Aligning your contract storage system with your company’s other goals and plans.
Your contract repository can help streamline many of your business practices and make it easier to ensure compliance and full implementation of your contracts. It can also help your company up with billing and other critical financial matters.
Setting up workflows and reminders in the new system that will keep business flowing smoothly.
Your business needs to flow as smoothly as possible during the transition and afterward. Make sure that your reminders, workflows, and alerts are set up in the new system before you finish the migration.
What risks does the contract migration present to the company as a whole?
When you migrate your contracts, you may face some risks. As you design a plan to migrate over your contracts, make sure you carefully consider those risks and take steps to mitigate them as much as possible ahead of time, especially in the middle of a merger or acquisition.
Does your current contract repository pose a known security risk?
If you’re using legacy systems or outdated contract software, you may find that your existing enterprise contract management system poses a substantial security risk to your business. Migrating to a new, updated system, especially one that already has vital security in place, can help mitigate that risk.
Do you have a risk of unexpected downtime during the migration?
If you plan to move all your contract data over at once, you may have a period of downtime. You can control this downtime, to some extent, by planning your migration for a time that works best for your company. You may not want to schedule a migration for the busiest part of your day or for a time when you know you can expect increased amounts of business.
What resources will you need to accomplish your contract migration?
Put together a list of all the resources you will need in order to fully accomplish your contract migration. This includes the time, manpower, and the physical resources you may need to accomplish your migration. Consider:
How many people you will need in order to accomplish the migration.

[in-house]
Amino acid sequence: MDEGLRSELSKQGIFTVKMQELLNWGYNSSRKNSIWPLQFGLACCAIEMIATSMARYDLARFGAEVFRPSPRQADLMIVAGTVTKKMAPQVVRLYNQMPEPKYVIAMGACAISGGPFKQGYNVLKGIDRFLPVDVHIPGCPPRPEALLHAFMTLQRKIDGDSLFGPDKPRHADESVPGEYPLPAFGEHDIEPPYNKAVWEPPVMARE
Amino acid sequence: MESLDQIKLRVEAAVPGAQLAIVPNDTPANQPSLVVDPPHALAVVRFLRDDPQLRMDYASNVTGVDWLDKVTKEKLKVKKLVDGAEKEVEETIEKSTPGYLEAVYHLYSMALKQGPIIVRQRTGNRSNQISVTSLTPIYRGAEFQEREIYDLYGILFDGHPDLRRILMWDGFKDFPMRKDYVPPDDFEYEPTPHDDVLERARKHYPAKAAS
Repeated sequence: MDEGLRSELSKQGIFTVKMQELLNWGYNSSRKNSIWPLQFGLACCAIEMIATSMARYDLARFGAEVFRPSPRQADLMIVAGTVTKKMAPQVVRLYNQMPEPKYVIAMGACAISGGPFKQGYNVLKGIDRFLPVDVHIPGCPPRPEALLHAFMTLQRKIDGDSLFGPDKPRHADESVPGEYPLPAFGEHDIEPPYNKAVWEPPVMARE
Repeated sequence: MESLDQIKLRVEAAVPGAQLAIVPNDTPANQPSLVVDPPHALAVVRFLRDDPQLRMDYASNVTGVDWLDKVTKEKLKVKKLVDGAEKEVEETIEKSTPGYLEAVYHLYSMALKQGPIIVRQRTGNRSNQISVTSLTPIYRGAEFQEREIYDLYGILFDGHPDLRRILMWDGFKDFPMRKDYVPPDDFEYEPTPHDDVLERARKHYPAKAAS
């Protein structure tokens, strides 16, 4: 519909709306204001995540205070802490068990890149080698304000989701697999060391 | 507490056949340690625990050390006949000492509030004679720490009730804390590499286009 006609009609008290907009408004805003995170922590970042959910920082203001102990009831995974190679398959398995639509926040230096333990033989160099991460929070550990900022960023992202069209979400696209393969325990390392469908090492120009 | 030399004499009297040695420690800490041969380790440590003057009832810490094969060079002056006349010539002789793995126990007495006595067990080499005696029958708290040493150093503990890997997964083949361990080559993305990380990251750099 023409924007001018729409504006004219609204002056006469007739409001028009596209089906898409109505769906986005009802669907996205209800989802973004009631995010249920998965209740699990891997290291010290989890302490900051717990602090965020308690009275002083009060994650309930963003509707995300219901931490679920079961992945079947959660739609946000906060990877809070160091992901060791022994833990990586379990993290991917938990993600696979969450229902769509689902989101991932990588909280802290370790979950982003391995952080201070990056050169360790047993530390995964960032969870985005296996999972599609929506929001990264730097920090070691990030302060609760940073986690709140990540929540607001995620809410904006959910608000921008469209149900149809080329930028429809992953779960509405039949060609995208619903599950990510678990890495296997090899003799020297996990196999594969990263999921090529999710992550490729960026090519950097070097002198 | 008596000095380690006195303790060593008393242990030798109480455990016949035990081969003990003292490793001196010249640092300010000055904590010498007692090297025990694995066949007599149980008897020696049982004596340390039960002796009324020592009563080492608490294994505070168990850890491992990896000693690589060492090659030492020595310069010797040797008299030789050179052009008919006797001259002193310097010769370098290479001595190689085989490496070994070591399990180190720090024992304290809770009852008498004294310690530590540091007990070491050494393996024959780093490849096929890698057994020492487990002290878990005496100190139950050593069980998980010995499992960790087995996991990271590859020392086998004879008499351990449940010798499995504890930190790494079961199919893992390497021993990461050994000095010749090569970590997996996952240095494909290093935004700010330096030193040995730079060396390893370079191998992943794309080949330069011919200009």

Clearly designate which team members you will need to have and what responsibility those team members will need to complete. You may need to block out those team members’ schedules during the contract migration. Alternatively, you may need to designate a chunk of time each day to work on migration-related tasks.
How long you anticipate the project taking.
You already have an estimate of your timeline for contract migration completion. Make sure to include this as part of your plan so that you can schedule the right employees at the right time.
What machines you will need to use during the migration.
You may want to designate a particular machine or machines to handle the data migration. You may not be able to use this computer for other purposes while you’re handling your migration to the cloud. If you currently store your contracts on an in-house server, you may need to dedicate that server to the contract migration process. Make sure to check with your IT team to learn what load those machines can handle and how it will impact the rest of the company.
What virtual space you will need to handle the migration.
Consider elements like your network security as well as upload speed. Do you want to conduct your contract migration over a separate network from your usual processes? This can help increase upload speed as well as providing you with an additional layer of security, since you can more easily monitor exactly what devices are connected to that network throughout the contract migration process.